Independent journalism

Independent journalism

Independent or objective journalism is a difficult task to achieve.

Perhaps there is a need to underline one fundamental reality. In the Anglo-Saxon style of journalism, “tainting” a news story with individual comments might be the worst mistake a reporter could do. Very much like the “forbidden fruit” which might taste great, including individual comments in the story might give great self-satisfaction to the reporter. The end result might be a serious reprimand from the editor, even though not as painful as Adam and Eve’s expulsion from the Garden of Eden. A repeat might produce more serious consequences.

Editorials, commentaries, analysis and such, however, are different and cannot be restricted with such limitations. To start with, the essence of a commentary or analysis ought to reflect the standpoint or the viewpoint of the writer and therefore cannot be objective. It must be subjective. Even if no individual comments are included in the article, the facts and details the writer selects reflects their subjective choice and cannot be objective, even if the writer claims so.

I ought to say in all clarity, after my 40-year journalistic career, (almost half of which has been in editorial positions), that it is a lie if anyone claims they have written an objective comment, analysis or editorial article.

On the other hand, even though “objective” news writing is possible and indeed is the duty of every reporter, achieving it is very difficult if not impossible. For example, deciding on which issue to focus on is a subjective move. Among many developments in the journalistic profession, deciding on what to focus on is a choice. Similarly, in the editorial office, news stories pour in from news agencies and reporters. Most newsrooms might deny it but they receive ready-made “news stories” produced by some PR companies. If a newspaper could use a maximum of 100-120 pieces of news items, or a news bulletin might include a maximum of 50 news items, what will happen to the hundreds of others filed in? The editor of each desk selects some of the news items and throws the rest in the dustbin. While working at the Anatolia News Agency (AA), we would joke that half of our stories were transmitted on the “ç” wire, meaning “çöp” or “dustbin” in Turkish. That is, an editor “positively discriminates” some news, compared to other news stories, which are discriminated and deleted. Thus, news selection itself eradicates independent reporting as editors tell people what to look at and how to look at it.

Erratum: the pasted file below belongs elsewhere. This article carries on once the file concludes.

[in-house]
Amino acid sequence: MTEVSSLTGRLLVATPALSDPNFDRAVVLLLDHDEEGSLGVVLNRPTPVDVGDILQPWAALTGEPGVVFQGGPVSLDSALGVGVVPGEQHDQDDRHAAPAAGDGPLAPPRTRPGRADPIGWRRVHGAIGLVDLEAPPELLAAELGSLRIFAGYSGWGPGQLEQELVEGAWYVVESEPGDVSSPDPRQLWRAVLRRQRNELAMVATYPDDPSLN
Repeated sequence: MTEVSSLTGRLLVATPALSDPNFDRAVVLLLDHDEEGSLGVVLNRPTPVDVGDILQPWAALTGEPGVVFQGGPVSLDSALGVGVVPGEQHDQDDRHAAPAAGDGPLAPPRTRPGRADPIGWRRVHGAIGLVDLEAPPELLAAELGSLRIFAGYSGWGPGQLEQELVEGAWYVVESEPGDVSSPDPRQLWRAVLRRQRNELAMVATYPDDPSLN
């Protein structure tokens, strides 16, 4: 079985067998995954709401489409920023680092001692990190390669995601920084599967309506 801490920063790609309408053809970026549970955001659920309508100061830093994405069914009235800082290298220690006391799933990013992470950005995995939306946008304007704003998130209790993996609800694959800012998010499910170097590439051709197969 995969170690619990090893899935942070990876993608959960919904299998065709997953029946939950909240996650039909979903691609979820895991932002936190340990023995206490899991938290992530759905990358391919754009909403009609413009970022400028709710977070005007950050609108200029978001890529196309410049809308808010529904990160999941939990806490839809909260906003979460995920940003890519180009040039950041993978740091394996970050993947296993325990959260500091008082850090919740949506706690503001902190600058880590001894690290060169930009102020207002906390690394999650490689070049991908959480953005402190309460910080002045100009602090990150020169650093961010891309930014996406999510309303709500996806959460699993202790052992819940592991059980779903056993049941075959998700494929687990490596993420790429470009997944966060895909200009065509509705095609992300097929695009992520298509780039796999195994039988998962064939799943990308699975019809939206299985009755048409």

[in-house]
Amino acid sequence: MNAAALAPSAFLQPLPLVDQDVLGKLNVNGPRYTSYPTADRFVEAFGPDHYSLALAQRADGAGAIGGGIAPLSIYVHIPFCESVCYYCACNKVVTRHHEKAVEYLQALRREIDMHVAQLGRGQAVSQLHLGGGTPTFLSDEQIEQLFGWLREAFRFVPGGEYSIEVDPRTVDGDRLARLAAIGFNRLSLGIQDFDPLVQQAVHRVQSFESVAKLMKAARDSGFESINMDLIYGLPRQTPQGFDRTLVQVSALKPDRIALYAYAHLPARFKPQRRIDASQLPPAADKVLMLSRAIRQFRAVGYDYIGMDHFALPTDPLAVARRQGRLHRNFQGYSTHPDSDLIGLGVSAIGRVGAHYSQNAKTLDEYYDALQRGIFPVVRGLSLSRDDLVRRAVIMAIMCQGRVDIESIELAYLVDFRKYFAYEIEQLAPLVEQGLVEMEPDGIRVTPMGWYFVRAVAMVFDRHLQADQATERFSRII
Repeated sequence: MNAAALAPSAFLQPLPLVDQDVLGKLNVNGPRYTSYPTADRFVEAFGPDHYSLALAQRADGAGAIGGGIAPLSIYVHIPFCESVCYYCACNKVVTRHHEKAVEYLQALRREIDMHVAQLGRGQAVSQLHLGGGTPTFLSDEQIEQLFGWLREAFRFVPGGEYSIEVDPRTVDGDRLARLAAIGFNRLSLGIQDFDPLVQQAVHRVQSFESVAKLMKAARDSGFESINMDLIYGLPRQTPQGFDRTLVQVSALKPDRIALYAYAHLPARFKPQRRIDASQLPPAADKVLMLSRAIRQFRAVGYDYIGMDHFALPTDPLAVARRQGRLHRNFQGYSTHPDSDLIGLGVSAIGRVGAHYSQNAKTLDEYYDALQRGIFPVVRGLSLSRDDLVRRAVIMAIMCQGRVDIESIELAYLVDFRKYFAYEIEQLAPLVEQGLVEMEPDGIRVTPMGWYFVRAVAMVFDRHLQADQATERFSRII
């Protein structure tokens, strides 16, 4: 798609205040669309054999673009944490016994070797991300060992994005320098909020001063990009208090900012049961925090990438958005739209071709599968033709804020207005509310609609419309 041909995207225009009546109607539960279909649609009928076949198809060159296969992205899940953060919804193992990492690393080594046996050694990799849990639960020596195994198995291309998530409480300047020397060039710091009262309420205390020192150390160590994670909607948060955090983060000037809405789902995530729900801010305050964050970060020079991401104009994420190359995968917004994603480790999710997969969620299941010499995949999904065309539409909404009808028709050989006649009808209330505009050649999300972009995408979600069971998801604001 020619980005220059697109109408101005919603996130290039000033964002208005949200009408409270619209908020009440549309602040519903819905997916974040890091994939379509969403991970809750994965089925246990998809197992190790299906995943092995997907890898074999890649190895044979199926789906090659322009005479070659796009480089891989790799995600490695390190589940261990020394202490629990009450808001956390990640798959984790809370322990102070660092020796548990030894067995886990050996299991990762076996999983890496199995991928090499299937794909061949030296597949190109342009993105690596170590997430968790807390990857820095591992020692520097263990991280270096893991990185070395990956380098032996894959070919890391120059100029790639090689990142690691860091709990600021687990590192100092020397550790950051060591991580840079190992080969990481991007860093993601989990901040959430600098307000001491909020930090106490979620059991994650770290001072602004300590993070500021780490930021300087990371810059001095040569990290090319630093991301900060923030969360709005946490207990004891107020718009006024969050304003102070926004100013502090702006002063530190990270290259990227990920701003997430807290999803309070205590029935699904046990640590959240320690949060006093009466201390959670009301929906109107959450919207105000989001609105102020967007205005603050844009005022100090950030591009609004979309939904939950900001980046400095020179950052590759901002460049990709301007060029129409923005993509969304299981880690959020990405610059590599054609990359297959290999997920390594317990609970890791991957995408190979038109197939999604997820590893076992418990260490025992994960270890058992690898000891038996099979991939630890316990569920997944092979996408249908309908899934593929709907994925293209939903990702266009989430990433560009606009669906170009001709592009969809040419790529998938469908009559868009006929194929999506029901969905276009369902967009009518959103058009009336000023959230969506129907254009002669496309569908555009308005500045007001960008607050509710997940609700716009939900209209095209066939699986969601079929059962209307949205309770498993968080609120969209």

This positive discrimination process naturally produces the “ideology” of the media outlet, as well as reflects in some way the “expectations” of its audience or readers. If readers of a newspaper stop buying it when it stops reporting on the barbaric murder of dolphins or ill treatment of some other animals, then editors learn the need to be attentive on animal rights. It could be said that one of the leading editors of every media outlet is its audience or readers.

The problem does not end there. Media ownership is also a very serious issue. Business affairs as well as government-media bosses’ relations are all instrumental in the way a media outlet might look at an issue. If an issue is against government interests and if the media boss has some important expectation from the government, the likelihood of that issue reaching the audience or readers might be rather exceptional. If the media boss is also involved in egg exports or cement production, would it be possible for the paper to publish news criticizing the quality of eggs or the cement produced?

The country’s atmosphere of freedom, the government’s approach to free press and the general democracy level of the country are all related, as well as to how independent a media outlet might be. If, for example, civil society leaders are persecuted because of a view they expressed criticizing the government, what might be the likelihood of developments appearing on TV or newspaper pages that are not perceived well by the government?

Free media is a must in democracies in order for the public to learn the pros and cons of every development to make intelligent choices during elections.

yusuf kanlı, hdn, Opinion